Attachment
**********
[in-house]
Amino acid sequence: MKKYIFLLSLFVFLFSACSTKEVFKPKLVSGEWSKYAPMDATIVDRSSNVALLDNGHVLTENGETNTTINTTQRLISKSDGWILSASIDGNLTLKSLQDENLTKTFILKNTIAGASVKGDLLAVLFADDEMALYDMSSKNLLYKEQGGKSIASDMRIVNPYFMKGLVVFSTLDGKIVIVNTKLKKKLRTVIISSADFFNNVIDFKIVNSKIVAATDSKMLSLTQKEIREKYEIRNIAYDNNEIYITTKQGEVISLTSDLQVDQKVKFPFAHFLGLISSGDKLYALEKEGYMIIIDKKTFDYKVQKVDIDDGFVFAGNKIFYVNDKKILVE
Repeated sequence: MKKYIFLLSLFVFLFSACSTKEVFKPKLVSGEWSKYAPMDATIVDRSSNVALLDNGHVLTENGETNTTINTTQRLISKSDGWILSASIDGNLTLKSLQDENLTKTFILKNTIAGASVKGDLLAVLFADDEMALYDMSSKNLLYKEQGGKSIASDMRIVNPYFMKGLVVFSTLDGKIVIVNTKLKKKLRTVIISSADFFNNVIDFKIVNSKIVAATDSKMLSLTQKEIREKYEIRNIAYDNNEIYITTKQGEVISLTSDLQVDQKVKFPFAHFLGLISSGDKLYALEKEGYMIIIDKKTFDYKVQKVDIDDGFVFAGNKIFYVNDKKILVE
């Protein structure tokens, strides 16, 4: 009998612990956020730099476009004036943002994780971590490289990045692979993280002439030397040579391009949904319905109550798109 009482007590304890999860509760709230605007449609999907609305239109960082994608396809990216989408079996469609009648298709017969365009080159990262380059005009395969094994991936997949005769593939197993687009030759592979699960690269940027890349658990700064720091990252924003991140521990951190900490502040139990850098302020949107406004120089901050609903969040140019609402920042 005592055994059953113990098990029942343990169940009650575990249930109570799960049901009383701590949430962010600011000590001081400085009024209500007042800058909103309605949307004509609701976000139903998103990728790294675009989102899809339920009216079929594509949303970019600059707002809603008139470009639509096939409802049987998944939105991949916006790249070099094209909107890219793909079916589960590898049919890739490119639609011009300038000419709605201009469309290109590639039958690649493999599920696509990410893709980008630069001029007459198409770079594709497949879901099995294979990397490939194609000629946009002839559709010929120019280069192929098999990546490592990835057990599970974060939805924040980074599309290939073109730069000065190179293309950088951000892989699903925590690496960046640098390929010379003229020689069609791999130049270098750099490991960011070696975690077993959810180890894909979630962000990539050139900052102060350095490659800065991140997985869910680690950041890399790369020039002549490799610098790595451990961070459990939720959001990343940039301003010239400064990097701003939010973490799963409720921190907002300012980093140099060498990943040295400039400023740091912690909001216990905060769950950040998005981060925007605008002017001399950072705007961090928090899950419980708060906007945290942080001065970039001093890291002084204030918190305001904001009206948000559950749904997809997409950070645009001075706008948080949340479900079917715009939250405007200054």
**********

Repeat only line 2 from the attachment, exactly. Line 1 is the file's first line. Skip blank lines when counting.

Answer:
Amino acid sequence: MKKYIFLLSLFVFLFSACSTKEVFKPKLVSGEWSKYAPMDATIVDRSSNVALLDNGHVLTENGETNTTINTTQRLISKSDGWILSASIDGNLTLKSLQDENLTKTFILKNTIAGASVKGDLLAVLFADDEMALYDMSSKNLLYKEQGGKSIASDMRIVNPYFMKGLVVFSTLDGKIVIVNTKLKKKLRTVIISSADFFNNVIDFKIVNSKIVAATDSKMLSLTQKEIREKYEIRNIAYDNNEIYITTKQGEVISLTSDLQVDQKVKFPFAHFLGLISSGDKLYALEKEGYMIIIDKKTFDYKVQKVDIDDGFVFAGNKIFYVNDKKILVE